- The life of the hydraulic fluid. The direct impact is the real dollars spent on changing the oil, while an intangible impact is supporting new green initiatives. Less used oil is obviously better for the environment.
Gear Pumps vs. Piston Pumps
At the beginning of every hydraulic system is a pump. Pumps have come a long way in the past 30 years, with the most dramatic improvements coming in the last five years. Back in the days of the leisure suit, hydraulic gear pumps were typically used as a source of power in hydraulic systems, and many of those old, inefficient pumps are still running today. A gear pump with a little bit of internal wear could be running at 70% efficiency. Although 70% is still a passing grade in most schools, the thought of losing 30% of the energy just to drive the pump can make a big impact on your electric bill. New piston pumps operate at 95% efficiency and typically provide a return on investment of less than one year.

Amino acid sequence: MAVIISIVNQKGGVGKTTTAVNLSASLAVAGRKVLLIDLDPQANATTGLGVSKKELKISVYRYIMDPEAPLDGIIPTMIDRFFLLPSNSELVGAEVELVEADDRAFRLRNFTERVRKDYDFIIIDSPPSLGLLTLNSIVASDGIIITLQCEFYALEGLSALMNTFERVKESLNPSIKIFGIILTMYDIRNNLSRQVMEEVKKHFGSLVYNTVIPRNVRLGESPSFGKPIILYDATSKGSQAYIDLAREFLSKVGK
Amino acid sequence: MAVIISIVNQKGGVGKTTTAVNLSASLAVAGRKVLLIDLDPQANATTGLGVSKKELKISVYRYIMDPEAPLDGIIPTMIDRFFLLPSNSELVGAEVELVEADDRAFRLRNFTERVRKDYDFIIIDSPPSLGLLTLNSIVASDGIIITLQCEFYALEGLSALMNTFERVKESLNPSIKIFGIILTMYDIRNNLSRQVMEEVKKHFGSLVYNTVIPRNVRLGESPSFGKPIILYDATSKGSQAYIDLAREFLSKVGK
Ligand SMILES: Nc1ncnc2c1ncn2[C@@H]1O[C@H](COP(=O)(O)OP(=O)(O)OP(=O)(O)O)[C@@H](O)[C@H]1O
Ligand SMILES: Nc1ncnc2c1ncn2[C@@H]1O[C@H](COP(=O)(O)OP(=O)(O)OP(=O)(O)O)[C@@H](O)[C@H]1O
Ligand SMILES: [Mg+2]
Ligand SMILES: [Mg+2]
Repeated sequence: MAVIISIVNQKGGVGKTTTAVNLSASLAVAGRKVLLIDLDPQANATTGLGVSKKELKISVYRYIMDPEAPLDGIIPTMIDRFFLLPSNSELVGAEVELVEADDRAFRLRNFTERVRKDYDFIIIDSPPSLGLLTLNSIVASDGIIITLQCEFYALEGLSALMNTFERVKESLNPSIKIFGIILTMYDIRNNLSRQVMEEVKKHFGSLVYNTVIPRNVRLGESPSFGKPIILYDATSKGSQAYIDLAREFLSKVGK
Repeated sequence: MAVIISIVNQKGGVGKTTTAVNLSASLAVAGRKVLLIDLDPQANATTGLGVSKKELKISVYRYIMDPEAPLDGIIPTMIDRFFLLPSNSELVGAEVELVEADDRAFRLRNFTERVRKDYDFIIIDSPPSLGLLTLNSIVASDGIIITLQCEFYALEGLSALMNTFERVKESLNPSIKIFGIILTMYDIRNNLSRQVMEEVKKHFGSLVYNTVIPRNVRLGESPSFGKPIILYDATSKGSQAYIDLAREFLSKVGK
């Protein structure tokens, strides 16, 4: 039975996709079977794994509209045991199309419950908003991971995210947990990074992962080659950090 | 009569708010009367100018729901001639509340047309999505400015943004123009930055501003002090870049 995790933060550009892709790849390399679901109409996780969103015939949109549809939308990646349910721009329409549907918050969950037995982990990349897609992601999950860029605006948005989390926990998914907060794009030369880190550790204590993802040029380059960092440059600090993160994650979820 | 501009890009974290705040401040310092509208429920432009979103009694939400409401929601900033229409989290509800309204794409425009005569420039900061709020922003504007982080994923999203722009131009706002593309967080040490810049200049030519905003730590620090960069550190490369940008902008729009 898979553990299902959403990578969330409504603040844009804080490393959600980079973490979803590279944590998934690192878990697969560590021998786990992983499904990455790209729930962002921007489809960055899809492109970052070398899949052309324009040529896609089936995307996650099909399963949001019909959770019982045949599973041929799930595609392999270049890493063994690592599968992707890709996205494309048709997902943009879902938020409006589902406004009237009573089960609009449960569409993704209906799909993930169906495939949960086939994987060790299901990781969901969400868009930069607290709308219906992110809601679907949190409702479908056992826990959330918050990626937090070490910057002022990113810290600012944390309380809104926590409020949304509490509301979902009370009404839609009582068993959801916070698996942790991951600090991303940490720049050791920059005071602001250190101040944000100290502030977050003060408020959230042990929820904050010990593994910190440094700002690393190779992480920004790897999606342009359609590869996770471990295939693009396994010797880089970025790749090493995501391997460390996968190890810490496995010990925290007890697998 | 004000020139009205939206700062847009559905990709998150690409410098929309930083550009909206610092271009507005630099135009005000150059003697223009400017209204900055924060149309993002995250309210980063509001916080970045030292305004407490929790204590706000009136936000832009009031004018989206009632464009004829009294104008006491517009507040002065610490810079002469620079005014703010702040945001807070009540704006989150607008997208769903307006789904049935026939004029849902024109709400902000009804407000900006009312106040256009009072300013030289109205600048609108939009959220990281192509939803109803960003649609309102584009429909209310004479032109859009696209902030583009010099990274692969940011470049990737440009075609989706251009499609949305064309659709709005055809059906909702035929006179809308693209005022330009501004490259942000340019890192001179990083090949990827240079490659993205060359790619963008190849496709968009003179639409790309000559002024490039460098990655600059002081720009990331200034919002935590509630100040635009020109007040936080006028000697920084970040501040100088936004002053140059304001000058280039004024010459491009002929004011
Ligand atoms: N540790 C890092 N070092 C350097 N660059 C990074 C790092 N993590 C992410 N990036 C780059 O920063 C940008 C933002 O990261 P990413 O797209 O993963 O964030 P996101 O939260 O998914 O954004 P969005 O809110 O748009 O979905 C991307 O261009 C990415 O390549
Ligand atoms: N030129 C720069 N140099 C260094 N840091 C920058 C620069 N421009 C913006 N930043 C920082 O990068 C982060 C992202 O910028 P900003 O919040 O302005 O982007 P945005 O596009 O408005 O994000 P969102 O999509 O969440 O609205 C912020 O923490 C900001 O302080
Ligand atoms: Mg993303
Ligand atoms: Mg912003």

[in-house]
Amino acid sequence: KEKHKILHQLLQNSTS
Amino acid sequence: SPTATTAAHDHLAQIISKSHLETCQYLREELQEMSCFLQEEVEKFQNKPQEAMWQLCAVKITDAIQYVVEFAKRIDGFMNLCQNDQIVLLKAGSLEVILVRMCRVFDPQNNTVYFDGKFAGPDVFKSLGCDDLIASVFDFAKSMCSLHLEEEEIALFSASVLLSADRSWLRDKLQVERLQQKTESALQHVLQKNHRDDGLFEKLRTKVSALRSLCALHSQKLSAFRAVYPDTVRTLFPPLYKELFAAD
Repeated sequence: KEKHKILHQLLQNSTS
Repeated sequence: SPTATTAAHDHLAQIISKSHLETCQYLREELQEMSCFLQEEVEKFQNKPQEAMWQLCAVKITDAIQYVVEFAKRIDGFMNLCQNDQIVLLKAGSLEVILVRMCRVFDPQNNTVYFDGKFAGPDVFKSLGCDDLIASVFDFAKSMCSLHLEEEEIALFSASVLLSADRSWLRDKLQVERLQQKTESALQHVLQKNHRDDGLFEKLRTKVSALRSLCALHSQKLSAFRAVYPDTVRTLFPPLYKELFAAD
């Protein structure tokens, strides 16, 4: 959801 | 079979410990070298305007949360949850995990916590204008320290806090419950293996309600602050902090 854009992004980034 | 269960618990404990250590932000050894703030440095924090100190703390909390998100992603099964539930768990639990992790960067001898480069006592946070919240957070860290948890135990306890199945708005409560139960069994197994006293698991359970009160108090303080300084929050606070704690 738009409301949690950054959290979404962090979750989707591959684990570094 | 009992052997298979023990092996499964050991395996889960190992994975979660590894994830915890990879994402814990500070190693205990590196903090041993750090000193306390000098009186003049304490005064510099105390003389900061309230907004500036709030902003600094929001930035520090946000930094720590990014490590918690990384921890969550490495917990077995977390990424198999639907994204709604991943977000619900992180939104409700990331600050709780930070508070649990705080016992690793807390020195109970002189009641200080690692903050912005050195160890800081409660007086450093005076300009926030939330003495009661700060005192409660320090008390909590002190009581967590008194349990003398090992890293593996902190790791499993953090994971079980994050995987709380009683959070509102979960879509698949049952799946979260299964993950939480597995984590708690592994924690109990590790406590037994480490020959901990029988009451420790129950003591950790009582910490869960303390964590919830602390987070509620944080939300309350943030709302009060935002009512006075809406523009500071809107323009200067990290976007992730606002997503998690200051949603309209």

While your energy costs may vary, the numbers in Table 1 are representative of the cost savings associated with today’s higher-efficiency pumps.
Obviously, moving from an old technology pump to a newer, more efficient design can gain some very tangible rewards. These newer technology pumps also reduce the noise produced. Ever try and have a quiet conversation next to an old hydraulic system? Do you have a power unit tucked away in a back room just to keep your plant quieter for the equipment operators?
Pipe fittings are easy to install the first time but difficult to replace and can have many leak points.
Turn Off the Switches
Look at the control side of your fluid power system when looking for cost efficiency gains. How many mechanical limit switches, air gap sensors, and old directional valves do you have still in use today? Vast improvements have been made in hydraulic control systems. Although you may see some minor improvements in efficiency of the overall system, the true gold to be mined is in system uptime, reliability, consistency, and faster cycle times.